The task presented in the Module 3 case study can be a situation where one person’s perception of the data presented is completely different from another’s. Without further background information about the data assumptions will be made based on a myriad of individual notions. Solely based on the numbers provided there can be several outcomes. For both the SLP and the Case study we would have to question if the information provided leads us to the optimal answer.

Apgar, M. (1993, May & June). Uncovering Your Hidden Occupancy Costs. Retrieved from https://hbr.org/1993/05/uncovering-your-hidden-occupancy-costs

Bounded rationality. (n. d.). Retrieved from http://www.businessdictionary.com/definition/bounded-rationality.html

Khanzada, S., Kumwat, D., Khan, A., & Iraqui, A. A. (2015). Traffic Volume Studies and Analysis. Journal Of Advanced Research In Engineering Technology & Sciences, 2(3), 276-278. Retrieved from http://www.ijarets.org/publication/8/IJARETS%20V-2-3-57.pdf

student 2.

Bounded rationality is, according to the Business Dictionary (n.d.), a concept in which decision makers are required to work under three universal and unavoidable restrictions:

  1. Limited and, in many cases, unreliable information is available with respect to different approaches and their associated/potential consequences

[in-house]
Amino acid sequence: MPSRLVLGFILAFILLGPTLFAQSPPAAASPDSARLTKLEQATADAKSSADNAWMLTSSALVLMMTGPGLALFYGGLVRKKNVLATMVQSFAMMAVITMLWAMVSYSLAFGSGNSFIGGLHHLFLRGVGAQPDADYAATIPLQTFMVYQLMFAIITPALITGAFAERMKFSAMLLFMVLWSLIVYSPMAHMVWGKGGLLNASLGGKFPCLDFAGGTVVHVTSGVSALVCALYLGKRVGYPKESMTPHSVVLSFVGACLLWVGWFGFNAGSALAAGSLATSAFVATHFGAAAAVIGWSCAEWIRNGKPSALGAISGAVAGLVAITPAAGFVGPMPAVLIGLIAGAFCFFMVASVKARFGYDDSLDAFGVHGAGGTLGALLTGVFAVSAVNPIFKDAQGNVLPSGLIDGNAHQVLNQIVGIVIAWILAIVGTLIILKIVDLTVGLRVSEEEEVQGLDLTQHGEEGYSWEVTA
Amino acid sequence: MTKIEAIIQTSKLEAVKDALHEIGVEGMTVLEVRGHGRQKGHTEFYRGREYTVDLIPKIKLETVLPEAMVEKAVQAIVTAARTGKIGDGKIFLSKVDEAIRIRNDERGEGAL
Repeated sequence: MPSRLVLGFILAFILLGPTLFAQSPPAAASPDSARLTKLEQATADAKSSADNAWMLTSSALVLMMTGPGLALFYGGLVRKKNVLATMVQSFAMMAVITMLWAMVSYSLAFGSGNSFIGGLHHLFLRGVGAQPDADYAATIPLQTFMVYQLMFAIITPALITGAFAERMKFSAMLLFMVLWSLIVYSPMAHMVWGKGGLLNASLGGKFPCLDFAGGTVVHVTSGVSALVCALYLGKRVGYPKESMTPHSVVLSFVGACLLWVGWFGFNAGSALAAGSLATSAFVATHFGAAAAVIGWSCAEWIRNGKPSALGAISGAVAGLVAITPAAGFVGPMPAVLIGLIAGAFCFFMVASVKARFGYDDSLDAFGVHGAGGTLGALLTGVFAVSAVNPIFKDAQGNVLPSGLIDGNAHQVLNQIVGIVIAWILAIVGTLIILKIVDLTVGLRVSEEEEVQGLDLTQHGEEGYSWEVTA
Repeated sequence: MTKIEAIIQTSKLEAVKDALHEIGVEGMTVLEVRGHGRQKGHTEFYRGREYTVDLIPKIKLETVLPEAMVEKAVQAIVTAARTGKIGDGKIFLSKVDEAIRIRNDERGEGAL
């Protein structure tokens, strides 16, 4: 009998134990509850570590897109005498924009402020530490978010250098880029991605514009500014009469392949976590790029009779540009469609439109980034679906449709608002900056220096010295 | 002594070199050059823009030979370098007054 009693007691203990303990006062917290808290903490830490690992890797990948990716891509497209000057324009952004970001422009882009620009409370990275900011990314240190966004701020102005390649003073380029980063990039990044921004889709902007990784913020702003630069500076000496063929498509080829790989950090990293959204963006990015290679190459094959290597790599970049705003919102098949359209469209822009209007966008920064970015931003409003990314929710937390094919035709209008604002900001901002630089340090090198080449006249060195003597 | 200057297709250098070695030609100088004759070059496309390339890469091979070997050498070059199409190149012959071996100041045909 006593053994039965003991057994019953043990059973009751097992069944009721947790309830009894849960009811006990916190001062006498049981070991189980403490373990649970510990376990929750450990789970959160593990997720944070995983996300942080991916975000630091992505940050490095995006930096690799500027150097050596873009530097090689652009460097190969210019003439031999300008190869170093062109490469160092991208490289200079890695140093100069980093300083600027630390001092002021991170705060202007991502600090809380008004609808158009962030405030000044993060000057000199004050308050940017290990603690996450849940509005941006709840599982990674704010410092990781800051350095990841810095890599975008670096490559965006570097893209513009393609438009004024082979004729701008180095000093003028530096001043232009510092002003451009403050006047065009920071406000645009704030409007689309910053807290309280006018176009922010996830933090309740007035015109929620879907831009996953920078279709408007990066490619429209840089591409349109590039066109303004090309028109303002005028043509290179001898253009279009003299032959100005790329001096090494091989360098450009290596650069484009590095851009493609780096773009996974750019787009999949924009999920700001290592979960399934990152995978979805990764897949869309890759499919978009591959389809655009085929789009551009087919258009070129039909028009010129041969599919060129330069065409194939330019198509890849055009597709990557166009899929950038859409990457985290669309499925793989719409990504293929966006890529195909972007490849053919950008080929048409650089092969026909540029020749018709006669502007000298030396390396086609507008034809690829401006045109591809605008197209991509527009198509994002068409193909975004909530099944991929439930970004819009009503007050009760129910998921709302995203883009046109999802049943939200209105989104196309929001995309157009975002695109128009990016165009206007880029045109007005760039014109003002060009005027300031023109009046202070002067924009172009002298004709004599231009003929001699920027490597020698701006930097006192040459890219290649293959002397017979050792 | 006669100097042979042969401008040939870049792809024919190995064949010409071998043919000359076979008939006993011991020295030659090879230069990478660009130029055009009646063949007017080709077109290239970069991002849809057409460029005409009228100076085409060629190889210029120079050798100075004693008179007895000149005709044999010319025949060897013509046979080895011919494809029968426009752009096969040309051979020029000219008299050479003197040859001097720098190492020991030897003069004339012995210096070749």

2. The mind does not have the capacity to assess and develop the information that is available
  3. There is a time constraint as to when the decision must be made

In the case of SLP 3, there is a lot of data that has yet to be collected. Once the data is collected, the VP must then assess and, in some cases, assign a rank (1-4) to specific criteria. There is no indication as to when the recommendation/decision is required, but I would contend that the VP does not have an unlimited amount of time to come to a determination. Herbert Simon, the founder of the theory of bounded rationality, provide detail that decision makers will find something that is “good enough” in order to come to the conclusion (Economist, 2009). That is not to say that the VP will ultimately choose or otherwise concede that a location is just “good enough,” but there is a very real possibility. Perhaps a particular location is well suited in every area with the exception of insurance costs. To the VP, scoring well in five of the six criteria may be “good enough” if the location is something that he/she would really like to pursue.